Restaurant Style Salsa

13 Jun

I love the chips and salsa served at family-owned local mexican restaurants all over the country. The salsa is usually pretty smooth, medium hot and has lovely flecks of green. So I have been working on a homemade version for a while and have decided this is the best I can do! This recipe has many wonderful qualities:

  • You can make it in less than 5 minutes
  • The ingredients are easy to come by
  • It is really cheap to make! The total cost for this recipe was $2.50. It makes the equivalent of 2 jars of store-bought salsa (which around here runs about $3.50 a jar). So it basically saves you over $2 per jar of salsa!
  • It is delicious.
  • And of course, it only has 7 ingredients.

Here are the ingredients:

 

You basically throw all of the ingredients into a large food processor, blend until it is as smooth as you like it, and it is ready.

It will keep in the refrigerator but only for a few days. I put it in a sealed jar and try to use it up as fast as I can…

Try it out and let me know what you think.

Restaurant Style Salsa

Diced tomatoes (one 14.5 ounce can)

Diced tomatoes with green chiles (one 14.5 ounce can)

Green onions (two stalks)

Fresh cilantro (one handful, leaves & stems are fine)

Garlic powder (1/2 tsp.)

Lime (juice of 1/2 of one lime)

Jalapeno slices (2 tablespoons, from a jar)

Salt (1 tsp.)

 

Blend all ingredients in a large food processor until it reaches the desired consistency. Yields 3-4 cups of medium hot salsa.

 

Seared Ahi Tuna with Edamame Corn Stew

22 Apr

Close friends of ours (we love you Stan & Pam) spend a lot of time at the North Carolina coast and went on a charter fishing trip about a week ago. They caught some yellowfin tuna and brought some home to share with us! It had to be kept very cold (on ice but not frozen) and we used it straight away. I made a sesame seed spice crust, seared it and placed it on top of an edamame & corn stew.

The crust pictured on the tuna is slightly different than the recipe because I adapted the recipe as I went along. I thought this was a good chance to use up some of my coriander.  It is an under-appreciated spice made from the ground-up seeds of the cilantro plant. I think it is kind of citrisy and adds a lot of depth without overpowering a dish… perfect for some delicious ingredients like tuna and edamame.

Here is the raw tuna. It is from a yellowfin tuna which you will often see called by its name in Hawaiian, “Ahi”.

I seared it (high heat, short cooking time) in my beloved cast iron skillet. My husband it so protective over it he has almost thrown people out of our house who tried to wash it with soap. Apparently one of the Commandments is “Thou shall clean thy cast iron skillet without the use of soap” and I just dozed off in church. I guess soap strips off coating that builds up on the skillet which makes it virtually stick-proof.

The best part was the edamame corn stew the fish is served over. I had something like it at a restaurant called “The Wave” at Walt Disney World a few years back. I could eat just the stew and be happy. Here is the end result:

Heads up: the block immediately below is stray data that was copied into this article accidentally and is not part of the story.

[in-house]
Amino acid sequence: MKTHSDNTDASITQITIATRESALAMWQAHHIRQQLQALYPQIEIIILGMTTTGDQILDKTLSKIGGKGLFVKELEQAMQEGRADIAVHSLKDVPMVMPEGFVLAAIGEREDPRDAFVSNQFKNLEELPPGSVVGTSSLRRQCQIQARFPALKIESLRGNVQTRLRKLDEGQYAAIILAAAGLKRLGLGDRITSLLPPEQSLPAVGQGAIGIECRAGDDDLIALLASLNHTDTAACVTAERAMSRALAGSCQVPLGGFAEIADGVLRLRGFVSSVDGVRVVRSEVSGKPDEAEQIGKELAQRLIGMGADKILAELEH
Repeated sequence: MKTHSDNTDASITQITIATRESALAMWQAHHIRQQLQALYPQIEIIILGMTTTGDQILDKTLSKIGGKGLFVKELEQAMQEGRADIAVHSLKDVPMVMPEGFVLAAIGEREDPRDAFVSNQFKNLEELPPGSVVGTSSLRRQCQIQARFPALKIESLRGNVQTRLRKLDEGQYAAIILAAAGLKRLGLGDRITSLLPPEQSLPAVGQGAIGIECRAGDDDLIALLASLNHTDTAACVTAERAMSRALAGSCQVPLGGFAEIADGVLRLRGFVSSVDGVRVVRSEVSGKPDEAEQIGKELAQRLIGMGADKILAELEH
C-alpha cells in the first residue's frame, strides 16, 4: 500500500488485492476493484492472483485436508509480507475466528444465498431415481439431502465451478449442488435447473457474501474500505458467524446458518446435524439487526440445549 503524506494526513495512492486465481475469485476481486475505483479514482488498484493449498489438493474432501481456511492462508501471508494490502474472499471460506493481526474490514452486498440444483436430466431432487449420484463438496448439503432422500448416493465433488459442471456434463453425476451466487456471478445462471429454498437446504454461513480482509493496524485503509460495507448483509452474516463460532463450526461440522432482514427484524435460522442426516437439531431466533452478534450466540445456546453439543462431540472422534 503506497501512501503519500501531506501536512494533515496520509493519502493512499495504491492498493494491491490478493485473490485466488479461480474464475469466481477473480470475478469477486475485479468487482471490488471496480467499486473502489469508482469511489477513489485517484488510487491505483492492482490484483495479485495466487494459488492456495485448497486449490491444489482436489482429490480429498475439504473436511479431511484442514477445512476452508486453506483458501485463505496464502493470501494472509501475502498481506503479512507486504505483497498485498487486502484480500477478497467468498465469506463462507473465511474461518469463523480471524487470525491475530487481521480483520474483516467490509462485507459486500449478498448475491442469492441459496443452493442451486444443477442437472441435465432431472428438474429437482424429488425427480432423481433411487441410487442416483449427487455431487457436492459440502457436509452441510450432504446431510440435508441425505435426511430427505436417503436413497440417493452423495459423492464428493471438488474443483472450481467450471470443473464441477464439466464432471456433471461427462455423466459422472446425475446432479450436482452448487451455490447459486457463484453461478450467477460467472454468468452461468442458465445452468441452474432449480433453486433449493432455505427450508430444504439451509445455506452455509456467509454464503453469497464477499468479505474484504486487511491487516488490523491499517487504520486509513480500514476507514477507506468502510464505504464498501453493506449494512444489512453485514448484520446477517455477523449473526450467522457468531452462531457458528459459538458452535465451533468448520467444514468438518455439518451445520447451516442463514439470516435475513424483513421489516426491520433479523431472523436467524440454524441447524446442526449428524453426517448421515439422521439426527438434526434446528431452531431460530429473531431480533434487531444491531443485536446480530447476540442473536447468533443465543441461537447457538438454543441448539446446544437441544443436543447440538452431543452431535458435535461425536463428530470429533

Seared Coriander Ahi Tuna with Edamame Corn Stew

Serves 2-3 people

Sushi grade yellowfin (“Ahi”) tuna (about 1 lb.)

Black sesame seeds (2-3 tablespoons)

Coriander (2 teaspoons, divided)

Edamame (shelled, thawed if frozen, about 1 cup)

Corn (fresh or frozen & thawed, about 1 cup)

Chicken stock (1 cup)

Garlic (3 cloves minced or 3 teaspoons)

Directions:

1) Heat a large skillet on the stovetop on medium heat. Add 2 tablespoons olive oil, the garlic, 1 teaspoon coriander, and ½ teaspoon black pepper. Sauté until the garlic is tender and fragrant, about 1 minute.

2) Add the edamame and corn and sauté another few minutes. Add the chicken stock and simmer for 5 minutes, stirring frequently. Turn heat down as low as it will go to keep the stew warm and cover.

3)  Heat a skillet (preferably cast iron) on the stovetop to medium-high heat. Add a few tablespoons of cooking oil to the pan, preferably one that has a high smoke point (such as soybean oil or olive oil).

4) Clean the tuna and cut into thick steaks if necessary, being sure to use a sanitized cutting board and sanitized knife. Combine the sesame seeds, the other teaspoon of coriander, and salt and pepper (about a ½ teaspoon of each) and spread on a plate or pie dish. Press each side of the tuna steaks into the seasoning mix.

5) Cook the tuna in the hot skillet for about 2 minutes on each side. The tuna will turn white when it is cooked. Remove from the skillet and cut on a diagonal into thin slices (use a sanitized cutting board and knife again as the inside of the tuna is still mostly raw).

6) Spoon some stew onto a plate and top with the tuna. Serve immediately.

Portabella & Zucchini Grilled Flatbread Pizza

9 Apr

This is my favorite way to make pizza – on the grill.

Start with some delicious and simple homemade dough.

For the toppings I like the flavors of zucchini and portabella mushroom sauteed with garlic and olive oil.

Then it all comes together on the grill. The dough gets cooked on one side, then taken off the grill to add the toppings.

That’s my grill I got two years ago for $35 on Craigslist. Its pretty gnarly, I know.

They don’t take very long to cook once you’ve prepped all the ingredients. Folks tend to hover around these after they come off the grill smelling amazing. Shoo them away with your tongs and make them wait for the cheese to cool for a few minutes.

Portabella & Zucchini Grilled Flatbread

Serves 2 – 4 people

Flour (unbleached all-purpose, 2 cups)

Yeast * (fast-acting, ½ tsp)

Zucchini (sliced, 2 small)

Portabella Mushroom (sliced, 1 large cap)

Garlic (minced, 3 cloves or 3 tsp)

Parmesan Cheese (shredded, about 2 cups)

Tomato Paste (3 tablespoons)